Dodder: Wizard’s Net

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If you have been lucky recently, you may have been out walking on the moors or grasslands and seen a kind of crazy candy-floss looking plant which grows in mats on and throughout other vegetation, perhaps not dissimilar to an unruly spaghetti. Its the Dodder! Genetic testing of Dodder has recently confirmed botanist's early suspicions that it is a bindweed, part of the morning glory family, Convolvulaceae. And being a bindweed makes it of interest!

Image: Wild Flowers of Britain & Northern Ireland Facebook Group

Dodder is a parasitical plant. Rather than drawing nutrients and water from the soil, it infiltrates the stems of it's plant host using microscopic projections called haustoria, and hitches a ride. In this way, Dodder doesn't need to photosynthesise very much so it lacks the green colouration of chlorophyll, and can instead sport a variety of golden yellows, browns, or even vivid pink. The leaves are reduced to fine scales, and the adult plant has no roots. Instead Dodder has tendrils which wrap around the host in a deadly embrace. Without the need to grow roots downwards in search of water, Dodder can dedicate all of its growth to aerial parts where it can outcompete its host. The dodder can grow and attach itself to multiple plants. In tropical areas it can grow continuously, and may reach high into the canopy of shrubs and trees. Such a pernicious gorwth habit has earned the Dodder several enigmatic country names: Wizard's Net, Beggarweed, Hellweed, Strangle Tare, Scaldweed, And Devil's Guts. Or in more recent times, the 'silly string' weed.

There are over 150 species of Dodders, and they seem to have definite preferences for their host plants; they are fussy eaters. Some species are inclined to infest alfalfa, furze, flax or thistle. Others are found on agricultural crops like asparagus, melons, and tomatoes. In China, Dodder can be problematic on soy crops, and Japanese ornamental trees can be overwhelmed by Dodder and ruin their beauty. Management of Dodder is not easy. Although a variety of methods of weed control are used, including herbicide application, removal by hand, mowing, pruning, or burning, no method is perfect and if Dodder takes a hold, it often comes down to losing the crop plant in order to contain the infestation.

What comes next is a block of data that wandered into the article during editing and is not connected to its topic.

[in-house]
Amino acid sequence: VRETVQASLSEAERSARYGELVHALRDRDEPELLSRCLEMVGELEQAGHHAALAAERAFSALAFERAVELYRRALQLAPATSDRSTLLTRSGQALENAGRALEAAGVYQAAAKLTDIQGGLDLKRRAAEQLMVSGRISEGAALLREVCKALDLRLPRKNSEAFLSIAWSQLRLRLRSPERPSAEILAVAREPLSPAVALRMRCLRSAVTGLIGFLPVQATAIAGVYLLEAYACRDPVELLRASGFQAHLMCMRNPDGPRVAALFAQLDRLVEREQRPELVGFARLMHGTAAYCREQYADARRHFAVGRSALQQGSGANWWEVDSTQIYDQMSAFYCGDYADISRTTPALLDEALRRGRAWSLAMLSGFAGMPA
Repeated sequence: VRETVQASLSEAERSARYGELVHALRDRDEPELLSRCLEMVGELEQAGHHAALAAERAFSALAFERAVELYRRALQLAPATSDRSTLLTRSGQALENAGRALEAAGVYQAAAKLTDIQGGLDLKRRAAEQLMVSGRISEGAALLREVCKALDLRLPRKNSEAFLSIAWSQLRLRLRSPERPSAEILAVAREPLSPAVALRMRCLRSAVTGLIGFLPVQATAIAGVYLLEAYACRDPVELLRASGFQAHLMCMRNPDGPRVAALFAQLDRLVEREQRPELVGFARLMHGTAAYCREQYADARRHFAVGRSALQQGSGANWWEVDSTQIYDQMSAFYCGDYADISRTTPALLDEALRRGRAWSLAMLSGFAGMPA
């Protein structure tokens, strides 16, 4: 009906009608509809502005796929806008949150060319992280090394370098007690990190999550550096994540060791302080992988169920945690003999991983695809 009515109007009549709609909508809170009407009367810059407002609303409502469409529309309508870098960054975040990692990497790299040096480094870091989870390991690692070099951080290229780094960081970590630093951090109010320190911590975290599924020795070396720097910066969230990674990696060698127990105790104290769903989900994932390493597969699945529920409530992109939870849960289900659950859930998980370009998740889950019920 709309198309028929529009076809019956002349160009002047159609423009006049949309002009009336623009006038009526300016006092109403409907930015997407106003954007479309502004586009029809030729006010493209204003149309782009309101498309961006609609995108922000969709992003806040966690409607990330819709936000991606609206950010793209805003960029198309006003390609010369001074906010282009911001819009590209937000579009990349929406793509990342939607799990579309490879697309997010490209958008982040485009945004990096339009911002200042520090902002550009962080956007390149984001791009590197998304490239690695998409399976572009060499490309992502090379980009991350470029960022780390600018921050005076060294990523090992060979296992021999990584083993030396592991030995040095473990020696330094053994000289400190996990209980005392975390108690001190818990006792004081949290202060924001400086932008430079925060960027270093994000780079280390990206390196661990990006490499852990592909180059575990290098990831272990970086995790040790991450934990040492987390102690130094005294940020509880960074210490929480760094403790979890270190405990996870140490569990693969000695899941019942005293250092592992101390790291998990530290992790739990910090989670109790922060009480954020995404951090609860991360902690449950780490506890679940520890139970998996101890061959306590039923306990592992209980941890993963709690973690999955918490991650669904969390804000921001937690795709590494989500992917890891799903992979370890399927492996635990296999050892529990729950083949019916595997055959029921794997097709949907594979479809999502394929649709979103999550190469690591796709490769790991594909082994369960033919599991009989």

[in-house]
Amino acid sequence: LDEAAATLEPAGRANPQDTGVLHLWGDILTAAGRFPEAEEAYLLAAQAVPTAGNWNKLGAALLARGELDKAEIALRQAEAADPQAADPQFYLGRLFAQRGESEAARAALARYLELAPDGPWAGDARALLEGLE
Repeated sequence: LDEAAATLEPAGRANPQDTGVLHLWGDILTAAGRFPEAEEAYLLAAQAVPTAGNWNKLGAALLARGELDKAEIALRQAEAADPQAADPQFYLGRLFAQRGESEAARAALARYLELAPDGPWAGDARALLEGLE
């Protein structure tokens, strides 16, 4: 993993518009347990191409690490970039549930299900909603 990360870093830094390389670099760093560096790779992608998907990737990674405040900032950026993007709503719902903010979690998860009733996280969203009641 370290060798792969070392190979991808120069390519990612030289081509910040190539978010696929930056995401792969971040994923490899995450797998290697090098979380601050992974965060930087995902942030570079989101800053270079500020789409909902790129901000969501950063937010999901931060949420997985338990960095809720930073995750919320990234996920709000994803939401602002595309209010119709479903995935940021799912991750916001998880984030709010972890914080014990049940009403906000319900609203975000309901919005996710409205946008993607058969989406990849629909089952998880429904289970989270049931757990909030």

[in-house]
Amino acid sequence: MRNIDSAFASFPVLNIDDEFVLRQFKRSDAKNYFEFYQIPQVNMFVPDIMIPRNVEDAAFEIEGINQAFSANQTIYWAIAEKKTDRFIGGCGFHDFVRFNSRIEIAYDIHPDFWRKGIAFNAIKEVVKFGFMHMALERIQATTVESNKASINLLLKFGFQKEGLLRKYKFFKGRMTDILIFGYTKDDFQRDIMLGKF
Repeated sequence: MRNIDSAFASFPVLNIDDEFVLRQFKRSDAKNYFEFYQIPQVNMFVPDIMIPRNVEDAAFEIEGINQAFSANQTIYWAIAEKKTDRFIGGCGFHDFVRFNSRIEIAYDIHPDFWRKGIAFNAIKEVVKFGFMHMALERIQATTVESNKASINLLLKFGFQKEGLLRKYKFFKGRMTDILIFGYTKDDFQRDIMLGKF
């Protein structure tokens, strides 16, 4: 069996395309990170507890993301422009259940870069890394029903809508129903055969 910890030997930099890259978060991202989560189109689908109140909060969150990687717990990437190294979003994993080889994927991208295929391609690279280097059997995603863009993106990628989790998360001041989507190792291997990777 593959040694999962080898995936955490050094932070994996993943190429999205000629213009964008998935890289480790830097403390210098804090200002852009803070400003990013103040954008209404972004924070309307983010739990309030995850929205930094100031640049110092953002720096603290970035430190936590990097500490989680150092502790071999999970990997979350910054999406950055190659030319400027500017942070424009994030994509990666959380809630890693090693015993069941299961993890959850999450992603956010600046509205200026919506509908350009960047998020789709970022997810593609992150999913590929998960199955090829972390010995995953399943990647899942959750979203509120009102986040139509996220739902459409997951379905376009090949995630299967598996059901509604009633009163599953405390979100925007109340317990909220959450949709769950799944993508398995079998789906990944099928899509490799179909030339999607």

Image: Dodder haustorium penetrating host plant stem (micrograph)

Recently two studies (see below) discovered something of the ingenuity of Dodder plants in hijacking their hosts' biochemistry to protect themselves. Not only can Dodder utilise the host plants own endogenous defence signalling (a kind of immune system based on a fatty acid hormone called jasmonic acid), but it can also intercept host proteins in order to become herbicide tolerant. Discovering such a high degree of molecular 'intelligence' coupled with its parasitical nature, makes Dodder a real trickster and even more difficult to eradicate. At ADL we aim to give you the know- how to contend with 21st century agricultural problems, by offering courses in agriculture, organic gardening, horticulture, and permaculture.

Image: Wild Flowers of Britain & Northern Ireland Facebook Group

References

 

Linjian Jiang,, Feng Qu, Zhaohu Li. Inter-species protein trafficking endows dodder (Cuscuta pentagona) with a host-specific herbicide-tolerant trait. New Phytologist. Volume 198, Issue 4, June 2013, pages 1017–1022.

 

Christian Hettenhausen, C., Li, J., Zhuang, H., Sun, H., Xu, Y., Qi, J., Zhang, J., Lei, Y., Qin, Y., Sun, G., Wang, L., Baldwin, I.T., Wu, J.The stem parasitic plant Cuscuta australis (dodder) transfers herbivory-induced signals among plants. PNAS, July 2017

     

    Ramsay, Debbie. Dodder: A Devastating and Dreadful Parasite. Fallbrook and Bonsall Village News Online, July 2014. http://villagenews.com/homeandgarden/dodder-a-devastating-and-dreadful-parasite/

     

    Grant, Amy. Dodder Weed Control: How To Get Rid Of Dodder Plants. Gardening Know How Online. 2016. https://www.gardeningknowhow.com/plant-problems/weeds/dodder-weed-control.htm

     

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